Fun Fact: It may take concentrated effort to track down those first few things to be thankful for. But as you continue it builds momentum, making it easier to name additional items. And once you really get going you’ll become aware of how much goodness there is in our lives, and realize how much we take for
2. EXPRESS APPRECIATION.
When someone does something nice, or helpful, or thoughtful for you, thank them. And while we’re at it, let’s include a little more YOU in the thanks, shall we? “Thanks” is impersonal and non-specific, and is best used to acknowledge someone who is just doing their job. Like the delivery guy, or the customer service representative handling your phone call.
When someone we know does something that is beneficial to us, we need to say “Thank YOU”. And if you really want to rack up bonus points, add their name. “Thank you, James” is a little way to make a big impact on someone else, while MULTIPLYING the conscious effort you’re making to get Unstuck.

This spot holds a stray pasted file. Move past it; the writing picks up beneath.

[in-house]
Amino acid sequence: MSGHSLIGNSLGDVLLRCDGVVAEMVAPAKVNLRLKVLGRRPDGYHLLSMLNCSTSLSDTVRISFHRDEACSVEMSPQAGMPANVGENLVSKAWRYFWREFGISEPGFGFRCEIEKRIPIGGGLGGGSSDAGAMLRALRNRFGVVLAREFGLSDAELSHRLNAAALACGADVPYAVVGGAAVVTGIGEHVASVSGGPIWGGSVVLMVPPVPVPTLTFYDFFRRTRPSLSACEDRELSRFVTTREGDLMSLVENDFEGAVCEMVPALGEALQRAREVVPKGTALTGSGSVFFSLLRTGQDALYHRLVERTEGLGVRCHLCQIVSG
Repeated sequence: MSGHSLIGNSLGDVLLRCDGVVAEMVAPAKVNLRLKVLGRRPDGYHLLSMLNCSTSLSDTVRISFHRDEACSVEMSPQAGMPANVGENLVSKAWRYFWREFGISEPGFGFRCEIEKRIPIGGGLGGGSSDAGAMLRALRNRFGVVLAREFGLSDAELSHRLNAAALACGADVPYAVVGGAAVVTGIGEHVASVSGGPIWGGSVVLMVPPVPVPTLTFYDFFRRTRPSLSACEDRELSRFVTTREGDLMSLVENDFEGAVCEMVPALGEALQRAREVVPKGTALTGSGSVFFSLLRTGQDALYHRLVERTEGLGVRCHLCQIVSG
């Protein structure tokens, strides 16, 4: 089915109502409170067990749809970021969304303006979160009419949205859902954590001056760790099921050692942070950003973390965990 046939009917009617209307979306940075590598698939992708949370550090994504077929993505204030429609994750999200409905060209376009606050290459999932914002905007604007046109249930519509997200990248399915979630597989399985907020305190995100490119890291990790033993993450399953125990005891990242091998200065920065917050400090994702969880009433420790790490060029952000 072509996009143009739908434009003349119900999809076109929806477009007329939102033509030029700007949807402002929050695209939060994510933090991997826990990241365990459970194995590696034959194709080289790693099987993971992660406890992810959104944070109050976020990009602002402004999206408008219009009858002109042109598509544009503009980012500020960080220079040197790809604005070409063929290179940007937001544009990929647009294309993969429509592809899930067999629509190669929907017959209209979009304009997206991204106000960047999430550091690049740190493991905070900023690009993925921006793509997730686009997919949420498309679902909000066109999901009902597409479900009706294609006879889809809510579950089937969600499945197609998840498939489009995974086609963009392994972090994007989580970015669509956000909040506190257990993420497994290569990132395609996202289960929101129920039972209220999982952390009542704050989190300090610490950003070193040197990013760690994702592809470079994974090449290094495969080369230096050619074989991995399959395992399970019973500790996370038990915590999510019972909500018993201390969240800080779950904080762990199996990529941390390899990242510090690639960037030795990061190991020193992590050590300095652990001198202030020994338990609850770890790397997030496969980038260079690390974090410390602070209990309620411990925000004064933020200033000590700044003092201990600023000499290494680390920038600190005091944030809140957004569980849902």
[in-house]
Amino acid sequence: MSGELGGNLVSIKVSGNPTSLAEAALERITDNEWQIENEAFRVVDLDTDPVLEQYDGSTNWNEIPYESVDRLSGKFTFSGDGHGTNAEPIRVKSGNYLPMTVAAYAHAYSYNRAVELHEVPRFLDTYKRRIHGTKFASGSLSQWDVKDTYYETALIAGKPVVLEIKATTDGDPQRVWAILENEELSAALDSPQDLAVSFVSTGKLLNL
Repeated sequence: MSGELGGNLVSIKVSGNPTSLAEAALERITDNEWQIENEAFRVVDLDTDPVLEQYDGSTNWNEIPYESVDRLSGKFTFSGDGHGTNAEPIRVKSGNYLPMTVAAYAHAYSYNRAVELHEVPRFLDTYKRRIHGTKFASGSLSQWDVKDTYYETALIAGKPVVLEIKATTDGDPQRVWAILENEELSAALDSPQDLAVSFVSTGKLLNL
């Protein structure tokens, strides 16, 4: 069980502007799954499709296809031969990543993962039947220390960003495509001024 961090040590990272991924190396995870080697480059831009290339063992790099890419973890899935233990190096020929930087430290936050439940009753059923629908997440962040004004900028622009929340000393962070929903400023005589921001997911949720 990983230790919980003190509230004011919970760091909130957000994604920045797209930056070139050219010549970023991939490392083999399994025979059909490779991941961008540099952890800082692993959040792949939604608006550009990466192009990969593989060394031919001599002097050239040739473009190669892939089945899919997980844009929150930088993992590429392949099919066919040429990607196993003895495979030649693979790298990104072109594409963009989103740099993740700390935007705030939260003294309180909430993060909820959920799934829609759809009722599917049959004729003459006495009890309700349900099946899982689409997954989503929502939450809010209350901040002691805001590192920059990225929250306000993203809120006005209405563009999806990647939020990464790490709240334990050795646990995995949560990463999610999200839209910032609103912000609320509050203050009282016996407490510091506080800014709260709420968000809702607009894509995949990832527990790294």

While you’re at it, find something about one person to compliment each day. And make it specific. “Thanks for the meal” earns you a brass thumb tack. “I don’t know how you do it, but that casserole you made tonight tasted amazing!” gets a gold star.
And for those of you keeping score at home, it’s great to compliment or thank someone personally. It’s better to praise them in front of others. It’s great to send someone a text or an email. It’s better to write it down in a card or note. Why? Because you give credibility to both of you by uplifting someone publicly. As for writing things down, many people actually keep those notes and cards and read them again for a boost when they’re having a bad day themselves.